Akshay Venkatesh, a 36-year-old Indian-origin mathematician teaching at Stanford University in the United States, is one of the four winners of the prestigious Fields Medal, considered to be the Nobel Prize equivalent for mathematics.
He was presented with the medal at the International Congress of Mathematicians in Rio de Janeiro.
Awarded once every four years to exceptional mathematicians below the age of 40 who have made game-changing contributions to the field, Venkatesh was awarded this medal for his “profound contributions to an exceptionally broad range of subjects in mathematics,” and “strikingly far-reaching conjectures.”
Besides Venkatesh, the other three winners of this award are Caucher Birkar, a professor of Iranian-Kurdish origin at Cambridge University, Peter Scholze from Germany and Alessio Figalli, an Italian mathematician teaching at ETH Zurich. All winners will receive 15,000 Canadian dollars as cash prize.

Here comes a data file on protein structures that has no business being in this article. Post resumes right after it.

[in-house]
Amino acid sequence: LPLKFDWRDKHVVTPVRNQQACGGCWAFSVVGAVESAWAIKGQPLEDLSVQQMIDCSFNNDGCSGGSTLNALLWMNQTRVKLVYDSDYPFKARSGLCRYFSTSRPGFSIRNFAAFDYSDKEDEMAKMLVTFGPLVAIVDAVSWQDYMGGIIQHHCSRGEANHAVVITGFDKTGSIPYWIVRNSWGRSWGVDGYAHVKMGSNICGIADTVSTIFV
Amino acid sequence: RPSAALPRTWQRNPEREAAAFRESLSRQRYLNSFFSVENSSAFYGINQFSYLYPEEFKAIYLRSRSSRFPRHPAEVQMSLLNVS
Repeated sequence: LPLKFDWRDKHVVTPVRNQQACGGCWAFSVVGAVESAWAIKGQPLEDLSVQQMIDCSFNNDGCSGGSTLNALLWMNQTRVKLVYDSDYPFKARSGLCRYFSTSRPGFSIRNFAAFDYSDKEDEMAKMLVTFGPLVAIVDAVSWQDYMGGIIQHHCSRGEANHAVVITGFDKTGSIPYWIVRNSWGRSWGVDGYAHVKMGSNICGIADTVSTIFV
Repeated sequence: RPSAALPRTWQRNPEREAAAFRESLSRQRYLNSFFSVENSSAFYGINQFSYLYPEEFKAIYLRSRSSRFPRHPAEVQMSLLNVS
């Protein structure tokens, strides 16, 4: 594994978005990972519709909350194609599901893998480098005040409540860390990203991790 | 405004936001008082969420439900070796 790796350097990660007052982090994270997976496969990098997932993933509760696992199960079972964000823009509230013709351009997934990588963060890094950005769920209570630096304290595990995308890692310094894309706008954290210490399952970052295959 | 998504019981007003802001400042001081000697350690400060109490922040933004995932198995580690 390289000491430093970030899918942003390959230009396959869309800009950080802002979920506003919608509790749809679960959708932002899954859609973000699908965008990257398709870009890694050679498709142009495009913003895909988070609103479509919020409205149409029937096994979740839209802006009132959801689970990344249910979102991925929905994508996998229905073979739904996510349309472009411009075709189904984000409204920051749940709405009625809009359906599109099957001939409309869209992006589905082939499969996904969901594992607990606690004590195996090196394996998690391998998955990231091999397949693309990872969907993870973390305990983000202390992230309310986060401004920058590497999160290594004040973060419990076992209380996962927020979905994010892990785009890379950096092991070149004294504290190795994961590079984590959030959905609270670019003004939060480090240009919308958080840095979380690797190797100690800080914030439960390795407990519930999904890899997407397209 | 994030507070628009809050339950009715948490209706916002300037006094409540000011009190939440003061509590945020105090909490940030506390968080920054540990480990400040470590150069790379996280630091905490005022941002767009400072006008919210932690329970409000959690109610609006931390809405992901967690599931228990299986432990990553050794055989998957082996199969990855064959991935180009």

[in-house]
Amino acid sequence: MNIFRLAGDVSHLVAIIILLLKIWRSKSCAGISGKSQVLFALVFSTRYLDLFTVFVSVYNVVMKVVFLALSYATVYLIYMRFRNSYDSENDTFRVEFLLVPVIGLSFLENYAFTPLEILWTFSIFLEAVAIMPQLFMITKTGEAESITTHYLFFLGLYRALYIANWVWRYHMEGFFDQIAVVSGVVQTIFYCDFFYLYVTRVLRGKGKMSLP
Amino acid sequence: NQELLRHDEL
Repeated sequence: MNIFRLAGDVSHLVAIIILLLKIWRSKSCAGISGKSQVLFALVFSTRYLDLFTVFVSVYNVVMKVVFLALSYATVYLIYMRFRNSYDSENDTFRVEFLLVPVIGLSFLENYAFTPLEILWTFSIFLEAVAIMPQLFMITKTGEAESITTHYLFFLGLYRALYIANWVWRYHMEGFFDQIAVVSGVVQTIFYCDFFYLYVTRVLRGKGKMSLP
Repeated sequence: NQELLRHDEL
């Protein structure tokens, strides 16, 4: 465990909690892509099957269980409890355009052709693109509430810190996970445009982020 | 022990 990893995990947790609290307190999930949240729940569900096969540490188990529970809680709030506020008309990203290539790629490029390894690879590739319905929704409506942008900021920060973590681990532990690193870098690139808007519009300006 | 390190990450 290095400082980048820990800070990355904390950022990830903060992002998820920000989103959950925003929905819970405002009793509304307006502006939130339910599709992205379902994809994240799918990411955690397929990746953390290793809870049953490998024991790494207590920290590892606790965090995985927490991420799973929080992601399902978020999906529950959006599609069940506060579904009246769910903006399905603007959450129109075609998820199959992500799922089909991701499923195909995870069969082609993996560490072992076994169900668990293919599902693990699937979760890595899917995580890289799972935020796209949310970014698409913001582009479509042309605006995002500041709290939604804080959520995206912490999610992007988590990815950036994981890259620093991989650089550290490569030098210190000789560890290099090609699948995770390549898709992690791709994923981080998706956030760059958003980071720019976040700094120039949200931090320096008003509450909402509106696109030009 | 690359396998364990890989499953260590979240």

Venkatesh moved to Perth, Australia, with his parents when he was just two years old. A child prodigy, he graduated from high school at the age of 13, graduated from the University of Western Australia top of his class in mathematics when he was 16, and earned his PhD at 20.
He also won medals in both the physics and math Olympiads (premier international competition for high school students) at the age of 11 and 12, respectively. Following his PhD, he held a doctoral position at MIT and is currently a professor in Stanford University.
According to the Press Trust of India, he has “worked at the highest level in number theory, arithmetic geometry, topology, automorphic forms and ergodic theory,” besides winning a host of other awards like “Ostrowski Prize, the Infosys Prize, the Salem Prize and Sastra Ramanujan Prize.”
The mathematician was “recognised for his use of dynamics theory, which studies the equations of moving objects to solve problems in number theory, which is the study of whole numbers, integers and prime numbers,” according to The Guardian.
“A lot of the time when you do math, you’re stuck, but at the same time, there are all these moments where you feel privileged that you get to work with it. You have this sensation of transcendence; you feel like you’ve been part of something really meaningful,” he told The Guardian.
(Edited by Gayatri Mishra)
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